What Keeps the CISO Awake at Night
How to keep your CISO sleeping soundly
One of the CISO's biggest fears is waking up to find their organization in the headlines reporting a security failure - which they do not have under control. Have you ever considered how prepared you are to respond to the question “what have you done about it”? Replace YOURCOMPANY with your organization’s name in the examples below, and consider your answers to the questions that follow:
Headline: Business comes to a halt as all workstations at YOURCOMPANY are encrypted with the latest ransomware
This scenario still happens every day, all it requires is a new zero-day vulnerability, and some hapless users who click on an email attachment. Would you be able to:
- Refer to a crisis plan to restore your machines?
- Identify the patterns of the vulnerability/malware?
- Identify patient zero?
- Ensure re-infections aren’t spreading?
Headline: Leaked HR and Payroll information sparks equal pay outrage at YOURCOMPANY
This might not “just” be a personal data breach, but a potential cause of internal tensions if payroll information of all employees became publicly available. Would you be able to:
- Identify how the attacker gained access?
- Understand which users or privileges were used?
- Stop the access for affected user accounts, in case exfiltration is still happening?
Headline: Undetected for two years, YOURCOMPANY hosts Command and Control Server for large scale botnet on careers webpage
You may think this one is unlikely as command and control servers are mostly hosted on unknown net-new servers, or websites that have vulnerabilities. However, every registration page your company owns where someone can sign up, upload and download data (such as a CV to your careers page), can be utilized as a command and control server. Would you be able to:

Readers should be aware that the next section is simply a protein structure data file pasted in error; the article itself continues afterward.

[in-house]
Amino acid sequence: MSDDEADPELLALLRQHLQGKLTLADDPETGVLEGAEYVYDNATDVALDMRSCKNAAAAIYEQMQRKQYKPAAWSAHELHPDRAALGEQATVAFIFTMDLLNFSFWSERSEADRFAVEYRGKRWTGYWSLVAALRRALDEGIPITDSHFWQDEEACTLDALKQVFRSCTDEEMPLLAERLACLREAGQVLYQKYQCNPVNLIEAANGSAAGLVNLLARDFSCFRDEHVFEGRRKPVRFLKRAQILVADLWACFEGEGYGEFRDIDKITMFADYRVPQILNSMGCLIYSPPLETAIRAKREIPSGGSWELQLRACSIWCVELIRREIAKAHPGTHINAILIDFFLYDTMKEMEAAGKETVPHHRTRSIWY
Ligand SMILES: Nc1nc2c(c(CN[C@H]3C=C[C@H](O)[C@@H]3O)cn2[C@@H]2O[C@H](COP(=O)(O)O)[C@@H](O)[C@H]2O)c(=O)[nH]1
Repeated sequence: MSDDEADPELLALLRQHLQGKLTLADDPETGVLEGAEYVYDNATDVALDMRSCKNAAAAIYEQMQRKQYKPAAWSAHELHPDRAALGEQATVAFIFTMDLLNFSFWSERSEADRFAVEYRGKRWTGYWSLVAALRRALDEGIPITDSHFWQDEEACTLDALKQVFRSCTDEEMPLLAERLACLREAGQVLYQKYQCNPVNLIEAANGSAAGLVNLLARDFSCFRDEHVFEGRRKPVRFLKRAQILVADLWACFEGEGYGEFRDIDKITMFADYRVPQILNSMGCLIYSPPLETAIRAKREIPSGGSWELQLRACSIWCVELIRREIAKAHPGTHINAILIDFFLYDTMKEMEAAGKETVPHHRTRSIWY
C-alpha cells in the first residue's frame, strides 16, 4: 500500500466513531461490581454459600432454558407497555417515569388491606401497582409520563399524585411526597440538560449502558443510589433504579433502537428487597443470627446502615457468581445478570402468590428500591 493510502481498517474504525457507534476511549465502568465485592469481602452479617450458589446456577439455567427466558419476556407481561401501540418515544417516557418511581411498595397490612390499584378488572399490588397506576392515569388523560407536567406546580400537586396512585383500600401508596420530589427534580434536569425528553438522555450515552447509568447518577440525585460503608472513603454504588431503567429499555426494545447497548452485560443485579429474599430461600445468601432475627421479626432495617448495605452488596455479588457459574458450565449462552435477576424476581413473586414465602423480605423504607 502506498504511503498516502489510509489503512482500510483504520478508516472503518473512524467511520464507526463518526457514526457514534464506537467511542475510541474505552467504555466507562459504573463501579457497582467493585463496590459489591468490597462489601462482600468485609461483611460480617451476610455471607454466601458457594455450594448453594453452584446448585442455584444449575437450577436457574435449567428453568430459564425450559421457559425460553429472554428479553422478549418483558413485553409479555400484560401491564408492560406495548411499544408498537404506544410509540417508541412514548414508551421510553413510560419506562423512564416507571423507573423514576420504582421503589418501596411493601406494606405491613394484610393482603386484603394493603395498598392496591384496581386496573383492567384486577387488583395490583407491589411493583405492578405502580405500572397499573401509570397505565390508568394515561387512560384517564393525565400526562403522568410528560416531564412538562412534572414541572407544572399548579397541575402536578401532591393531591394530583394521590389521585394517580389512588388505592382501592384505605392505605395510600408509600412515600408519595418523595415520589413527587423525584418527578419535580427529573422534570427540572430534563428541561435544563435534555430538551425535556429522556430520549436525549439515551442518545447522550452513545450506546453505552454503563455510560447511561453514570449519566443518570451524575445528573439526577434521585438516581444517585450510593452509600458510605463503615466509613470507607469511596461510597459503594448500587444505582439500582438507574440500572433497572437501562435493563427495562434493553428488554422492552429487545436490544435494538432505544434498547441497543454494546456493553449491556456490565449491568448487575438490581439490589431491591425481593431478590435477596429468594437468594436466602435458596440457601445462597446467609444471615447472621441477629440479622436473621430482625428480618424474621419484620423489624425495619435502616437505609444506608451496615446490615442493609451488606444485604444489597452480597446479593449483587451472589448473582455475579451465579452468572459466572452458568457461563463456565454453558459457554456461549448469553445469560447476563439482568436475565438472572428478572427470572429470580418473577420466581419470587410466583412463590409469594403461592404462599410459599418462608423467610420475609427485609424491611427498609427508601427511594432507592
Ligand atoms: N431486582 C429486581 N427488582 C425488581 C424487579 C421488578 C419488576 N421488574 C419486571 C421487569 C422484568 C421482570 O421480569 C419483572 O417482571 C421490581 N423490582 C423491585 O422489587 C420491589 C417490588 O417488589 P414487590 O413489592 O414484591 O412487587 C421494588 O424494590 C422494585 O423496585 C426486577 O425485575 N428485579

- Look for newly registered users?
- Monitor the standard deviations from the usual frequency or count of logins per user, or the volume of distinct source IP’s by individual users?
Headline: Energy and AWS costs explode due to unnoticed duo malware at YOURCOMPANY
Crypto-jacking for cyber criminals is an attractive way to monetize the infected hosts they have taken over, or cloud environments they have gained access to. Abusing the processing power for crypto mining, if done in a strategically, can stay unnoticed for some time, and often detected when it’s too late. Would you be able to run an investigation by putting a security lens on traditional IT-Operations metrics, such as CPU utilization?
Remember, it's not the headlines that CISOs fear, it's not being prepared enough to respond with "we have this under control". So, whether or not it makes the news, would you be able answer these six questions in the face of a security breach?
Most of the answers will be hidden in your machine data, and harnessing all machine data will allow your team to be prepared. Take the first steps in facing your CISO’s fears; start to centralize your machine data and learn more about the four easy ways central logging improves your security posture.